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Russian has diminutive form (уменьшительно-ласкательная форма) and augmentative form (увеличительно-усиливающая форма). For example: человечек and человечище. But how the middle, normal form is called (человек)?

  • I am not aware of any special term. I'd go for "neutral form" if I needed to refer to it. – Olga Mar 26 '14 at 16:25
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    And how is it called in English? – cha Mar 26 '14 at 23:28
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"Middle, normal form" is called "начальная форма".

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    Человека (oblique case) is not diminutive or augmentative yet it is also not начальная форма. – jwalker May 16 '14 at 21:54
  • @jwalker No, it is. "начальная форма" doesn't mean that it is nominative. – nicael May 17 '14 at 4:47
  • What does it mean then? – jwalker May 17 '14 at 10:06
  • @jwalker Oh... Человека is genitive of Человек. Человек, Человека, Человеку, Человеком are all in "начальная форма". Человечек, Человечка, Человечку, Человечком - "уменьшительно-ласкательная форма". Человечище, Человечища, Человечищу, Человечищем - "увеличительно-усиливающая форма" – nicael May 17 '14 at 12:36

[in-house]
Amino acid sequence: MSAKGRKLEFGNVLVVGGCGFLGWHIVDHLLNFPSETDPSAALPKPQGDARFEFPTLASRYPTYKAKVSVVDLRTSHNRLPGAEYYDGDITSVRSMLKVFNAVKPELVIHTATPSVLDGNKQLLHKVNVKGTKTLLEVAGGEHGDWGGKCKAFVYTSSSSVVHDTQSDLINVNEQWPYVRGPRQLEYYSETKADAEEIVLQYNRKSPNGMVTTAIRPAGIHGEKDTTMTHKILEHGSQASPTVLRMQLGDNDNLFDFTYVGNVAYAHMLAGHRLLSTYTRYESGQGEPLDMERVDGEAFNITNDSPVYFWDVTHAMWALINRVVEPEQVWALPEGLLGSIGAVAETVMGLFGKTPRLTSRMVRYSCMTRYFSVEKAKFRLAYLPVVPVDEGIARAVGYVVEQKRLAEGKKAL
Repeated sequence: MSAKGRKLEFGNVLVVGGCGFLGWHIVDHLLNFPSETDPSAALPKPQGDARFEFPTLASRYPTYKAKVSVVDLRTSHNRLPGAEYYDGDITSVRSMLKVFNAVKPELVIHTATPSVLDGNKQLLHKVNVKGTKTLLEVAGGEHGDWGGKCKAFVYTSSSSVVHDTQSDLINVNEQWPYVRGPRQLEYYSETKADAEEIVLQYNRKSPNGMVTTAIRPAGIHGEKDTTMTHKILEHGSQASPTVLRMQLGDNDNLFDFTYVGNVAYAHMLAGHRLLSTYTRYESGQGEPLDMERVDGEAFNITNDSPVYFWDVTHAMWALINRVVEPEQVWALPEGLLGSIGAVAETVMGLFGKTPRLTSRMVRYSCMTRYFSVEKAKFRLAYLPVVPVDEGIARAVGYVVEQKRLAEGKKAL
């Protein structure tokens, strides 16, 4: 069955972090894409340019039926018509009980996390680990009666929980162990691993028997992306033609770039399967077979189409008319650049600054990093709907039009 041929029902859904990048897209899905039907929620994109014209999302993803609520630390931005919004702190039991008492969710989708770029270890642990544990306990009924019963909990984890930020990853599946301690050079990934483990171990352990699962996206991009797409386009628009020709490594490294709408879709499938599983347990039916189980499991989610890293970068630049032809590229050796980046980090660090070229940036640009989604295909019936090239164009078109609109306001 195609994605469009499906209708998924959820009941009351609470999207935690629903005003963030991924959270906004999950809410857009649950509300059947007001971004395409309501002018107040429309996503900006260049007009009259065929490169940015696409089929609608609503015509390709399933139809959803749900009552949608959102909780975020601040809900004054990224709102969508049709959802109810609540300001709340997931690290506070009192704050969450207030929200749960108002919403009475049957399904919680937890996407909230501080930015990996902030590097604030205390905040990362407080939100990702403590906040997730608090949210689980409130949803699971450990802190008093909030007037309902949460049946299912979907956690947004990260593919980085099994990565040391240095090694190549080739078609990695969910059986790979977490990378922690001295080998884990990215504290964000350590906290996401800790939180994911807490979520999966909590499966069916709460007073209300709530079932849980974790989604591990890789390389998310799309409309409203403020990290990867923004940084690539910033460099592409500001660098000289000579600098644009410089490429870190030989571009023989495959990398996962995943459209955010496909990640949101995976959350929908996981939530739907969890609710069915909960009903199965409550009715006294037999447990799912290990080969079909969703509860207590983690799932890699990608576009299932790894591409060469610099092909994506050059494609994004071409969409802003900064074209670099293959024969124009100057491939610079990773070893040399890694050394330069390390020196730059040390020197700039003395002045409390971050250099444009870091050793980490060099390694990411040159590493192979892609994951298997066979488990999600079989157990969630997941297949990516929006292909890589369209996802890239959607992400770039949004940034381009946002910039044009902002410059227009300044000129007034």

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    Well, I hoped for a definition. Here it is. – jwalker May 17 '14 at 15:29
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As far as I know, it's "начальная форма". And in my understanding of how form names are formed, if there was some suffix (affix, postfix, or whatever) to make this neutral form, we would have some special word for it, but there is none. It's just the form from which you start and make any other form.

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No special term is used. It's just normal form (нормальная форма), or initial form, base form of word.

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  • No. Used. As you see. – nicael Apr 25 '14 at 14:40
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I would call it "Стандартная форма."

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